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I learned this back in the 1990 with my 89 2.9L Ranger. I found that if I used a non-tiered gas, it would be hard to start when the engine was cold. The dealer could not figure it out and had a Ford engineer check it out. They replaced a couple injectors and a few other things then told be to run premium gas. I wasn't about to run premium gas and the problem came back. I decide to run Chevron regular and that solved the problem. I found I could run non-tiered gas on long trips but not around town. Apparently, the injectors would leave a drop of fuel on the tip when shutting off the engine and would evaporate leaving a residue. This residue would char when the engine was running and eventually build up enough to make the injectors squirt instead of a fine spray.

The non-tiered gas I was using then was ARCO. It is now considered a tiered gas and should be OK. I use it all the time in my 4.0 SOHC 02 Ranger with no problem.
Ran into a similar issue with a car that had a carburetor. Start ups were long and performance and fuel economy was terrible. It wasn’t worth the few cents saved and I started using big name brand fuel.

As a side note, Get Go and Sheetz use Marathon gas. I used to see their trucks at the Marathon refueling depot all the time.
 

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I have never even noticed the green "Top Tier" sticker before. I will start looking for it.
 

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I have never even noticed the green "Top Tier" sticker before. I will start looking for it.
Its not always green like in the picture. Most of the top tier stickers I've seen are black with white writing.
 

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Its not always green like in the picture. Most of the top tier stickers I've seen are black with white writing.
I usually run the cheap stuff in my Daily Driver Corolla. My Santa Fe has the GDI engine and usually run the High Octane stuff on road trips.
But it seems as if I should flip it and run High octane around town for short trips, & 87 on road trips, eh?
 

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Many of the "name brand" stations I see which are Top-Tier (Sunoco, BP, Amoco, Shell and others) do not put the "TT" sticker on the pump.
In the future they may.
 

Blmpkn

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I usually run the cheap stuff in my Daily Driver Corolla. My Santa Fe has the GDI engine and usually run the High Octane stuff on road trips.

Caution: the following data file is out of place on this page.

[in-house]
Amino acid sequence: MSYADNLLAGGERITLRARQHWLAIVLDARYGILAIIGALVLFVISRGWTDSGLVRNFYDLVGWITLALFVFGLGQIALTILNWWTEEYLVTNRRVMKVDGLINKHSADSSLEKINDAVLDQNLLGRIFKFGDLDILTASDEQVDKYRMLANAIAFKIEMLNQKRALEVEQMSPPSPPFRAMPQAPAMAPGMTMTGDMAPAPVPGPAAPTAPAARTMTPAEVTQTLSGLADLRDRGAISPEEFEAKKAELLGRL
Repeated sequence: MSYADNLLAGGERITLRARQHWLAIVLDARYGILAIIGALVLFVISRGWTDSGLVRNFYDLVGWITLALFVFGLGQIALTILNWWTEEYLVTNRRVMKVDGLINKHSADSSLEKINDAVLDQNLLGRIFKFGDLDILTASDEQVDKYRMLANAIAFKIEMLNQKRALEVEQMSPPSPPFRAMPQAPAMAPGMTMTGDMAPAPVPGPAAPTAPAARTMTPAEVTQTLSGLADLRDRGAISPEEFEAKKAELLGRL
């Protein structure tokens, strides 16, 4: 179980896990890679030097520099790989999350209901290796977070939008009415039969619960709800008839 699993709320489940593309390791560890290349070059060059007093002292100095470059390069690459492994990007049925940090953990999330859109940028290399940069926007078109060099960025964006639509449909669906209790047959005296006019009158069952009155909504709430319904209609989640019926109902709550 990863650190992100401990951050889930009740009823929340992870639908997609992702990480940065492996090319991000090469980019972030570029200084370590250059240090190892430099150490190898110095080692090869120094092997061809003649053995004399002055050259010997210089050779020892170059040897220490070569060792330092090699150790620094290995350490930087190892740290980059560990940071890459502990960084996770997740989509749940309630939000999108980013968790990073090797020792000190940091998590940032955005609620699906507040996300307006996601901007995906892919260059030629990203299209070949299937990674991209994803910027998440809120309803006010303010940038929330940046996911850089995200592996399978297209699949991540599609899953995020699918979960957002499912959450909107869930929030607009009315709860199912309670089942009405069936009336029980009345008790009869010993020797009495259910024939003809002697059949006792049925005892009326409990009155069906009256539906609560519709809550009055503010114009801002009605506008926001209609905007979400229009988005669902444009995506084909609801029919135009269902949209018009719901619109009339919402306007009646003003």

But it seems as if I should flip it and run High octane around town for short trips, & 87 on road trips, eh?

There's no difference in the cleanliness of top tier gas between grades, so all you need is the manufacturer reccomended octane rating.

And actually, I'm relatively sure that running a higher octane fuel than the motor NEEDS can accelerate carbon buildup due to the fact that a motor that only needs 87 won't burn a charge of 91 or 93 as thoroughly as it would a cylinder full of 87 because the higher test stuff burns slower.
 

Blmpkn

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Many of the "name brand" stations I see which are Top-Tier (Sunoco, BP, Amoco, Shell and others) do not put the "TT" sticker on the pump.
In the future they may.
Not something I would of thought of, but something i do remember noticing.. and definitely worth noting. Thank you.
 

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I usually run the cheap stuff in my Daily Driver Corolla. My Santa Fe has the GDI engine and usually run the High Octane stuff on road trips.
But it seems as if I should flip it and run High octane around town for short trips, & 87 on road trips, eh?
I think you may be missing something or maybe not. He’a talking about brands, not octane level. So, like here, Qwik Fill would be a no-no. Garbage gas.
 

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I think you may be missing something or maybe not. He’a talking about brands, not octane level. So, like here, Qwik Fill would be a no-no. Garbage gas.
Yes, I guess I was mixing Brands with Octane. Thanks for the clarification. Qwik Fill is a station or brand of fuel? When I think "brands" usually it's Shell, 76, Exxon, BP, and the like. We have BP stations, but Circle K stores carry Shell gas, but we don't have a "Shell Station" unless you consider the Circle K the "Shell Station". I still have never noticed "top Tire" or "TT" on the pumps, but I will start looking.
 

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Wasn't aware of the Top Tier designation but I've always been picky about only buying gas at QuikTrip. Seems they use Top Tier gas